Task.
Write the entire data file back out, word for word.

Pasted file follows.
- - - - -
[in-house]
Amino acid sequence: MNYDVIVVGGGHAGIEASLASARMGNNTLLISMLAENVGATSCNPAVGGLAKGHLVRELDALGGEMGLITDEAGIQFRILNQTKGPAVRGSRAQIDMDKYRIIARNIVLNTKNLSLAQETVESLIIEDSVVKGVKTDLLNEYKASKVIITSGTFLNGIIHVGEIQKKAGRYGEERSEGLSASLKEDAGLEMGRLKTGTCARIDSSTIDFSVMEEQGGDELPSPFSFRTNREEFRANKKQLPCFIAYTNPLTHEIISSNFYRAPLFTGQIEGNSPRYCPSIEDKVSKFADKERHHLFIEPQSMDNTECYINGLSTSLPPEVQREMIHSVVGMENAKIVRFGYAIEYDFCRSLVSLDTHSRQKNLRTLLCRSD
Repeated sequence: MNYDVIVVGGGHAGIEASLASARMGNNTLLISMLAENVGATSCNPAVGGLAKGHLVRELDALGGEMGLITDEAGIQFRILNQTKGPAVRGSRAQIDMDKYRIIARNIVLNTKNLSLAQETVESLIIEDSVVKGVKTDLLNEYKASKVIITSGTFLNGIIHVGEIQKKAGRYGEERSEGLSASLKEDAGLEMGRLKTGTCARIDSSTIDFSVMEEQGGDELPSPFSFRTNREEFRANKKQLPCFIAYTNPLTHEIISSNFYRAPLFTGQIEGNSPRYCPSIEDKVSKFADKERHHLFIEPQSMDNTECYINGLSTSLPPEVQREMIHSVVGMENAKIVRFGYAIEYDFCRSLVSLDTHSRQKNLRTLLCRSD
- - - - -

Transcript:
[in-house]
Amino acid sequence: MNYDVIVVGGGHAGIEASLASARMGNNTLLISMLAENVGATSCNPAVGGLAKGHLVRELDALGGEMGLITDEAGIQFRILNQTKGPAVRGSRAQIDMDKYRIIARNIVLNTKNLSLAQETVESLIIEDSVVKGVKTDLLNEYKASKVIITSGTFLNGIIHVGEIQKKAGRYGEERSEGLSASLKEDAGLEMGRLKTGTCARIDSSTIDFSVMEEQGGDELPSPFSFRTNREEFRANKKQLPCFIAYTNPLTHEIISSNFYRAPLFTGQIEGNSPRYCPSIEDKVSKFADKERHHLFIEPQSMDNTECYINGLSTSLPPEVQREMIHSVVGMENAKIVRFGYAIEYDFCRSLVSLDTHSRQKNLRTLLCRSD
Repeated sequence: MNYDVIVVGGGHAGIEASLASARMGNNTLLISMLAENVGATSCNPAVGGLAKGHLVRELDALGGEMGLITDEAGIQFRILNQTKGPAVRGSRAQIDMDKYRIIARNIVLNTKNLSLAQETVESLIIEDSVVKGVKTDLLNEYKASKVIITSGTFLNGIIHVGEIQKKAGRYGEERSEGLSASLKEDAGLEMGRLKTGTCARIDSSTIDFSVMEEQGGDELPSPFSFRTNREEFRANKKQLPCFIAYTNPLTHEIISSNFYRAPLFTGQIEGNSPRYCPSIEDKVSKFADKERHHLFIEPQSMDNTECYINGLSTSLPPEVQREMIHSVVGMENAKIVRFGYAIEYDFCRSLVSLDTHSRQKNLRTLLCRSD